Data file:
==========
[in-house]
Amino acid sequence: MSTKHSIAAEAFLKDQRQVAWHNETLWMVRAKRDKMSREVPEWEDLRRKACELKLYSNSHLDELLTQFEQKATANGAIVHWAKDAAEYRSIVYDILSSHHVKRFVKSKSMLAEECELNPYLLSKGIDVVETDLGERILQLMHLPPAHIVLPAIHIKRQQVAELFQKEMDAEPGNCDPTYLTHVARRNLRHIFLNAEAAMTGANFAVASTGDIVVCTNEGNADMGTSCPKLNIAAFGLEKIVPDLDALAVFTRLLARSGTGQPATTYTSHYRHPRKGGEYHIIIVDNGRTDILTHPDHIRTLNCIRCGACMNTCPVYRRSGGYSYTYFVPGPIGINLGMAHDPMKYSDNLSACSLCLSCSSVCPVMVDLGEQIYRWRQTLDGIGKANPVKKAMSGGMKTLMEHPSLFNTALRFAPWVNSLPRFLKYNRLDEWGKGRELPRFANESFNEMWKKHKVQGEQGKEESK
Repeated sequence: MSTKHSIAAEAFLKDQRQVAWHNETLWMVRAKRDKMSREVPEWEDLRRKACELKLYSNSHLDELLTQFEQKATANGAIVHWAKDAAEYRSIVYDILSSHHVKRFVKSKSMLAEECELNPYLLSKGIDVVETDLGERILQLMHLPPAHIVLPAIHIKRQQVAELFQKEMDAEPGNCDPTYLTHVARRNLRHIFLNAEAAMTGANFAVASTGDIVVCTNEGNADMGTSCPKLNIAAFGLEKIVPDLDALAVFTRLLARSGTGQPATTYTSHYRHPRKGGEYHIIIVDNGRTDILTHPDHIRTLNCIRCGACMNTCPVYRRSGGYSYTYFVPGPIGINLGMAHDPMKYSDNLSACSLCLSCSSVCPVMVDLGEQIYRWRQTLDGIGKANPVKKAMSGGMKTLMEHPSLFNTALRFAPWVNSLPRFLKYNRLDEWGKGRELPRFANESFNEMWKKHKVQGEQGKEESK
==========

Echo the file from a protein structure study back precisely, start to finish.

[in-house]
Amino acid sequence: MSTKHSIAAEAFLKDQRQVAWHNETLWMVRAKRDKMSREVPEWEDLRRKACELKLYSNSHLDELLTQFEQKATANGAIVHWAKDAAEYRSIVYDILSSHHVKRFVKSKSMLAEECELNPYLLSKGIDVVETDLGERILQLMHLPPAHIVLPAIHIKRQQVAELFQKEMDAEPGNCDPTYLTHVARRNLRHIFLNAEAAMTGANFAVASTGDIVVCTNEGNADMGTSCPKLNIAAFGLEKIVPDLDALAVFTRLLARSGTGQPATTYTSHYRHPRKGGEYHIIIVDNGRTDILTHPDHIRTLNCIRCGACMNTCPVYRRSGGYSYTYFVPGPIGINLGMAHDPMKYSDNLSACSLCLSCSSVCPVMVDLGEQIYRWRQTLDGIGKANPVKKAMSGGMKTLMEHPSLFNTALRFAPWVNSLPRFLKYNRLDEWGKGRELPRFANESFNEMWKKHKVQGEQGKEESK
Repeated sequence: MSTKHSIAAEAFLKDQRQVAWHNETLWMVRAKRDKMSREVPEWEDLRRKACELKLYSNSHLDELLTQFEQKATANGAIVHWAKDAAEYRSIVYDILSSHHVKRFVKSKSMLAEECELNPYLLSKGIDVVETDLGERILQLMHLPPAHIVLPAIHIKRQQVAELFQKEMDAEPGNCDPTYLTHVARRNLRHIFLNAEAAMTGANFAVASTGDIVVCTNEGNADMGTSCPKLNIAAFGLEKIVPDLDALAVFTRLLARSGTGQPATTYTSHYRHPRKGGEYHIIIVDNGRTDILTHPDHIRTLNCIRCGACMNTCPVYRRSGGYSYTYFVPGPIGINLGMAHDPMKYSDNLSACSLCLSCSSVCPVMVDLGEQIYRWRQTLDGIGKANPVKKAMSGGMKTLMEHPSLFNTALRFAPWVNSLPRFLKYNRLDEWGKGRELPRFANESFNEMWKKHKVQGEQGKEESK